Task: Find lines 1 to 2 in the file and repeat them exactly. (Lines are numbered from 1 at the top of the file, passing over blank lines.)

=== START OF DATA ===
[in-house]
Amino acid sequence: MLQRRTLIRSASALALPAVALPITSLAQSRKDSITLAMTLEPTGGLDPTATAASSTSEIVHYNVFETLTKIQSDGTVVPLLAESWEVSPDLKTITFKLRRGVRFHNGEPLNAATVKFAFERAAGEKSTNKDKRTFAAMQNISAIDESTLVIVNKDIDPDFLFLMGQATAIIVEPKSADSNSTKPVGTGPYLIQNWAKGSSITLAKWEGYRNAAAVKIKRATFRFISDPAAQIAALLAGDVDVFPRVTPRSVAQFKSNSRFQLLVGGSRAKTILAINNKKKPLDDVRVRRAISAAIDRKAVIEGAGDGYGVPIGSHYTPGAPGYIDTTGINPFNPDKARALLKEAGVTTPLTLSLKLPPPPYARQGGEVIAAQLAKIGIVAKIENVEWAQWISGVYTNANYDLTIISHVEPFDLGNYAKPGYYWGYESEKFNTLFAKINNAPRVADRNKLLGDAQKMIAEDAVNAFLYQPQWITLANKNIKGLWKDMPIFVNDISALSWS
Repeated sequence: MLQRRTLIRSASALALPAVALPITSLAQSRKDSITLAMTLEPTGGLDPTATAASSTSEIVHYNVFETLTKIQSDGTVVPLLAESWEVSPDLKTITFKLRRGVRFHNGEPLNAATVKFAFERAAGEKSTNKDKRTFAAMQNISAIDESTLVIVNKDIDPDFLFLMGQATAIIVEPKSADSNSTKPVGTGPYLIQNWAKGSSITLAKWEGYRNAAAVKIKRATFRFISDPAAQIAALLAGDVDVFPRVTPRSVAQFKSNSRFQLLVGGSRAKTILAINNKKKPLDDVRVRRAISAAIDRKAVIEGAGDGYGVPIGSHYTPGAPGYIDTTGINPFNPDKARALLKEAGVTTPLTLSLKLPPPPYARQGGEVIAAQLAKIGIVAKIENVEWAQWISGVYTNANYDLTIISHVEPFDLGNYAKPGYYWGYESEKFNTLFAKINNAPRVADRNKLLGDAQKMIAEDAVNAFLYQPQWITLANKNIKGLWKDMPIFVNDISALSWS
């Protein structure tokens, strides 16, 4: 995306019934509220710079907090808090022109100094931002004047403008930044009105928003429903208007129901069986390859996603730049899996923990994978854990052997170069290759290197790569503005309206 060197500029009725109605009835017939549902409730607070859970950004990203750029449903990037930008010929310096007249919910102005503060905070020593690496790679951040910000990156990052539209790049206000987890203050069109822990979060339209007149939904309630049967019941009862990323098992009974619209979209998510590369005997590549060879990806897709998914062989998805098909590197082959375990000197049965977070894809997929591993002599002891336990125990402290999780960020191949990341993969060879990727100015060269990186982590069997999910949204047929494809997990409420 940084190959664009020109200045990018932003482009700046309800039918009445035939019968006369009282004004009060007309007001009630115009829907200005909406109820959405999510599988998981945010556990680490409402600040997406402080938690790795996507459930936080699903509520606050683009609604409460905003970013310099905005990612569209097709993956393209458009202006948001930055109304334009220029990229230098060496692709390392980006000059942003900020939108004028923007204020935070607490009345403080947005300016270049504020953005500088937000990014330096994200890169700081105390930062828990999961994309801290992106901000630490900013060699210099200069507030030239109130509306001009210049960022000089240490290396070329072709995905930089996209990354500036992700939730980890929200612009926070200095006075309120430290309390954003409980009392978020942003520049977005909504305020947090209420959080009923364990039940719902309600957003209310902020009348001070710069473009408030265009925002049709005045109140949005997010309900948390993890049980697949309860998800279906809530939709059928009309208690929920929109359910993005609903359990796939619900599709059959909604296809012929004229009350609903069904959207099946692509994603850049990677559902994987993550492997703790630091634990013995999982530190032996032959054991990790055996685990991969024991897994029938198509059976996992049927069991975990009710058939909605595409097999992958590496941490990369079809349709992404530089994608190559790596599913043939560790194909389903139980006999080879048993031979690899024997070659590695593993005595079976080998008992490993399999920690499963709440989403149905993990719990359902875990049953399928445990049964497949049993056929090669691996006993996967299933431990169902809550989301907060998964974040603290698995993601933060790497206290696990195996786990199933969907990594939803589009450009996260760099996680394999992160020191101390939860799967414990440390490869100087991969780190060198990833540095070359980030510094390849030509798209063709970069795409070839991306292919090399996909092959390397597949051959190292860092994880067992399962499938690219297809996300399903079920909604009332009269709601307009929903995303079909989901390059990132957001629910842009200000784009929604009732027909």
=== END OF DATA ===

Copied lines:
[in-house]
Amino acid sequence: MLQRRTLIRSASALALPAVALPITSLAQSRKDSITLAMTLEPTGGLDPTATAASSTSEIVHYNVFETLTKIQSDGTVVPLLAESWEVSPDLKTITFKLRRGVRFHNGEPLNAATVKFAFERAAGEKSTNKDKRTFAAMQNISAIDESTLVIVNKDIDPDFLFLMGQATAIIVEPKSADSNSTKPVGTGPYLIQNWAKGSSITLAKWEGYRNAAAVKIKRATFRFISDPAAQIAALLAGDVDVFPRVTPRSVAQFKSNSRFQLLVGGSRAKTILAINNKKKPLDDVRVRRAISAAIDRKAVIEGAGDGYGVPIGSHYTPGAPGYIDTTGINPFNPDKARALLKEAGVTTPLTLSLKLPPPPYARQGGEVIAAQLAKIGIVAKIENVEWAQWISGVYTNANYDLTIISHVEPFDLGNYAKPGYYWGYESEKFNTLFAKINNAPRVADRNKLLGDAQKMIAEDAVNAFLYQPQWITLANKNIKGLWKDMPIFVNDISALSWS